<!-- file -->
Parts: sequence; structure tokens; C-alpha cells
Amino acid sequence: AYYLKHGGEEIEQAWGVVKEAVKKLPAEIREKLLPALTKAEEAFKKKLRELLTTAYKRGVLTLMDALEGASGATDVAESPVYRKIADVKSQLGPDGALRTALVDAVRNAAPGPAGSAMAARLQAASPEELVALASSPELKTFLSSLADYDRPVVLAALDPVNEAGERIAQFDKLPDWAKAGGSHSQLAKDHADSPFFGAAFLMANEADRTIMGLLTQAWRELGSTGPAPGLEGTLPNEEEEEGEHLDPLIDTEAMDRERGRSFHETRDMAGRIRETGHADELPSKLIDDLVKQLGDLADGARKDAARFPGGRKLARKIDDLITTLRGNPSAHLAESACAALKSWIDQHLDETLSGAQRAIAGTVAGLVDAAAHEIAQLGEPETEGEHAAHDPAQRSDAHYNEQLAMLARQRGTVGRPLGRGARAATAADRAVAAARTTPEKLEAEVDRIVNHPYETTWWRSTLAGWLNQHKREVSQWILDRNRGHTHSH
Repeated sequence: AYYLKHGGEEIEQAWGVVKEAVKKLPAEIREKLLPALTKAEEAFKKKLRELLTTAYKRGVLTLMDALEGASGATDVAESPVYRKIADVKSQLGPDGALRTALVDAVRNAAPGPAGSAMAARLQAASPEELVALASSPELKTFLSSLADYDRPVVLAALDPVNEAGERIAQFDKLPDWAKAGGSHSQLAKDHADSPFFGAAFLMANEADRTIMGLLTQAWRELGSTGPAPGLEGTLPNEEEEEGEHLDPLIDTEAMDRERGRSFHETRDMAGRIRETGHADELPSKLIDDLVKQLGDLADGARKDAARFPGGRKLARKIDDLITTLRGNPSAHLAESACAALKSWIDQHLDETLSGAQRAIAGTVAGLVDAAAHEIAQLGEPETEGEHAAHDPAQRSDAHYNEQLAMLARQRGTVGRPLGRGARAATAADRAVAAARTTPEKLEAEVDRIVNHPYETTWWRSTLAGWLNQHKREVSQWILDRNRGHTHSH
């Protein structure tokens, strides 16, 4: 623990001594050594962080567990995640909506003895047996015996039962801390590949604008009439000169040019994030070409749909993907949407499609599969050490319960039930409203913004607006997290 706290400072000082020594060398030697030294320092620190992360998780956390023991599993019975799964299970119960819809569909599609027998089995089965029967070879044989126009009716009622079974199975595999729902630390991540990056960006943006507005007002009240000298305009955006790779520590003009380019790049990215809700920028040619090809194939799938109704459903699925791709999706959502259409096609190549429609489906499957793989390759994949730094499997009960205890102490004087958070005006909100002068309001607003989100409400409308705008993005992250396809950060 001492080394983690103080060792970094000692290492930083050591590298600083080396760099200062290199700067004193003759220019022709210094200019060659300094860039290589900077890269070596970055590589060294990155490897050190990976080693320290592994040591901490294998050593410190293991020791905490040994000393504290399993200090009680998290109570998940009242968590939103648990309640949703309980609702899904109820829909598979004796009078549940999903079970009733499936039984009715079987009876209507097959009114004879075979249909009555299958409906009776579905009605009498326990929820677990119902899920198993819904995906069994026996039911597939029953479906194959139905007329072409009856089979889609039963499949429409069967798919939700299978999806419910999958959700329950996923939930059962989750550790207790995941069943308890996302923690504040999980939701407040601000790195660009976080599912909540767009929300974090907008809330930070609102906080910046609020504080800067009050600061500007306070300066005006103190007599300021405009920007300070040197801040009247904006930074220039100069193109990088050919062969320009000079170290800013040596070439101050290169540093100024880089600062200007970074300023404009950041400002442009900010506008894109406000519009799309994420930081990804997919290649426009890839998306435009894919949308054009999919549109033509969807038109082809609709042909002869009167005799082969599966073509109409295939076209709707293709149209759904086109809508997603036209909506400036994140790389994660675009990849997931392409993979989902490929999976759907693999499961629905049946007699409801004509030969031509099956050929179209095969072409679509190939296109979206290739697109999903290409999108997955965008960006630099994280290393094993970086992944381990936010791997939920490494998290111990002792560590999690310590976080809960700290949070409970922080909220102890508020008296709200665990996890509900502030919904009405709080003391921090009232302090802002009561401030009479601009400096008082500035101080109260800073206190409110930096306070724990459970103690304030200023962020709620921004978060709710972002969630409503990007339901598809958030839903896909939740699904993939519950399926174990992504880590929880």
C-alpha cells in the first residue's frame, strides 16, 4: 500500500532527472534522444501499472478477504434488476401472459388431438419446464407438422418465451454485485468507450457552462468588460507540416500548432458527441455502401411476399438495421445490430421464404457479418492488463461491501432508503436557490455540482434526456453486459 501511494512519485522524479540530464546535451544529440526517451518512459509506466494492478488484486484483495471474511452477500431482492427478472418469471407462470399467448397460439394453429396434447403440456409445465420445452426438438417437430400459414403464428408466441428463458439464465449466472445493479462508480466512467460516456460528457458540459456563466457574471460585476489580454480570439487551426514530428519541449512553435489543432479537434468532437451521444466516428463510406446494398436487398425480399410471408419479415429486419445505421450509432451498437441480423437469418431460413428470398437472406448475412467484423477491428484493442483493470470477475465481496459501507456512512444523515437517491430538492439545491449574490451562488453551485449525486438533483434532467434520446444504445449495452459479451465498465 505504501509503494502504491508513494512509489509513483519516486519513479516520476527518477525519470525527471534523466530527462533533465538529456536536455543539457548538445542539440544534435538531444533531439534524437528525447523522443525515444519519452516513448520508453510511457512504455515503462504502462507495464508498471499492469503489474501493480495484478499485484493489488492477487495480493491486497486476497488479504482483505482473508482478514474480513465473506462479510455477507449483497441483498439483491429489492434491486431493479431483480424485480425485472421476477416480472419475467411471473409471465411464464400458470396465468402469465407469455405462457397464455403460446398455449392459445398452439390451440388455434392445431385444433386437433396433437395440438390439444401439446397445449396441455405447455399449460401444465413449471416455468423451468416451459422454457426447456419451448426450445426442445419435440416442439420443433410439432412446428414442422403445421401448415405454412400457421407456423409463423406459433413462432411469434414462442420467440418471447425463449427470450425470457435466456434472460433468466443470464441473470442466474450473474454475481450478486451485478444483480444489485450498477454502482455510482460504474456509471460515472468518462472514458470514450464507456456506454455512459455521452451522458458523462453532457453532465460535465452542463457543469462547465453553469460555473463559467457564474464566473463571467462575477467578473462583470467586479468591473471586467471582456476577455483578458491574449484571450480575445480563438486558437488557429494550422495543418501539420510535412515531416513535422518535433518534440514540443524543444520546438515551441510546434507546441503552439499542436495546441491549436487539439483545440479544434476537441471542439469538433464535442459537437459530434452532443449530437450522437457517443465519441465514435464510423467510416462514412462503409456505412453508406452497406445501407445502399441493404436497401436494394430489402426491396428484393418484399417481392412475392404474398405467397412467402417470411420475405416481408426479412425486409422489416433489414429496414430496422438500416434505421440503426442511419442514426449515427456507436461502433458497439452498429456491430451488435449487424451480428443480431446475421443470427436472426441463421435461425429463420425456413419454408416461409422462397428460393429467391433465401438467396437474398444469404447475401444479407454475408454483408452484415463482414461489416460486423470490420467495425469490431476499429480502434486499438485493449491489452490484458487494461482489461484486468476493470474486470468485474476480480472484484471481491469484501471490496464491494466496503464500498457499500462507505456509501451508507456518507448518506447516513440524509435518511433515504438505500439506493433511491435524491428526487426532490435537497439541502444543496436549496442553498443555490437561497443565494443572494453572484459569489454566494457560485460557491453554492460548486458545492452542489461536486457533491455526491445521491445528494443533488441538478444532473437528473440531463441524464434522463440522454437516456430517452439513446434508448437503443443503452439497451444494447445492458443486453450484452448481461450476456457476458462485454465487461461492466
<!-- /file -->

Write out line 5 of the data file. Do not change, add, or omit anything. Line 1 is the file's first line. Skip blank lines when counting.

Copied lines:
C-alpha cells in the first residue's frame, strides 16, 4: 500500500532527472534522444501499472478477504434488476401472459388431438419446464407438422418465451454485485468507450457552462468588460507540416500548432458527441455502401411476399438495421445490430421464404457479418492488463461491501432508503436557490455540482434526456453486459 501511494512519485522524479540530464546535451544529440526517451518512459509506466494492478488484486484483495471474511452477500431482492427478472418469471407462470399467448397460439394453429396434447403440456409445465420445452426438438417437430400459414403464428408466441428463458439464465449466472445493479462508480466512467460516456460528457458540459456563466457574471460585476489580454480570439487551426514530428519541449512553435489543432479537434468532437451521444466516428463510406446494398436487398425480399410471408419479415429486419445505421450509432451498437441480423437469418431460413428470398437472406448475412467484423477491428484493442483493470470477475465481496459501507456512512444523515437517491430538492439545491449574490451562488453551485449525486438533483434532467434520446444504445449495452459479451465498465 505504501509503494502504491508513494512509489509513483519516486519513479516520476527518477525519470525527471534523466530527462533533465538529456536536455543539457548538445542539440544534435538531444533531439534524437528525447523522443525515444519519452516513448520508453510511457512504455515503462504502462507495464508498471499492469503489474501493480495484478499485484493489488492477487495480493491486497486476497488479504482483505482473508482478514474480513465473506462479510455477507449483497441483498439483491429489492434491486431493479431483480424485480425485472421476477416480472419475467411471473409471465411464464400458470396465468402469465407469455405462457397464455403460446398455449392459445398452439390451440388455434392445431385444433386437433396433437395440438390439444401439446397445449396441455405447455399449460401444465413449471416455468423451468416451459422454457426447456419451448426450445426442445419435440416442439420443433410439432412446428414442422403445421401448415405454412400457421407456423409463423406459433413462432411469434414462442420467440418471447425463449427470450425470457435466456434472460433468466443470464441473470442466474450473474454475481450478486451485478444483480444489485450498477454502482455510482460504474456509471460515472468518462472514458470514450464507456456506454455512459455521452451522458458523462453532457453532465460535465452542463457543469462547465453553469460555473463559467457564474464566473463571467462575477467578473462583470467586479468591473471586467471582456476577455483578458491574449484571450480575445480563438486558437488557429494550422495543418501539420510535412515531416513535422518535433518534440514540443524543444520546438515551441510546434507546441503552439499542436495546441491549436487539439483545440479544434476537441471542439469538433464535442459537437459530434452532443449530437450522437457517443465519441465514435464510423467510416462514412462503409456505412453508406452497406445501407445502399441493404436497401436494394430489402426491396428484393418484399417481392412475392404474398405467397412467402417470411420475405416481408426479412425486409422489416433489414429496414430496422438500416434505421440503426442511419442514426449515427456507436461502433458497439452498429456491430451488435449487424451480428443480431446475421443470427436472426441463421435461425429463420425456413419454408416461409422462397428460393429467391433465401438467396437474398444469404447475401444479407454475408454483408452484415463482414461489416460486423470490420467495425469490431476499429480502434486499438485493449491489452490484458487494461482489461484486468476493470474486470468485474476480480472484484471481491469484501471490496464491494466496503464500498457499500462507505456509501451508507456518507448518506447516513440524509435518511433515504438505500439506493433511491435524491428526487426532490435537497439541502444543496436549496442553498443555490437561497443565494443572494453572484459569489454566494457560485460557491453554492460548486458545492452542489461536486457533491455526491445521491445528494443533488441538478444532473437528473440531463441524464434522463440522454437516456430517452439513446434508448437503443443503452439497451444494447445492458443486453450484452448481461450476456457476458462485454465487461461492466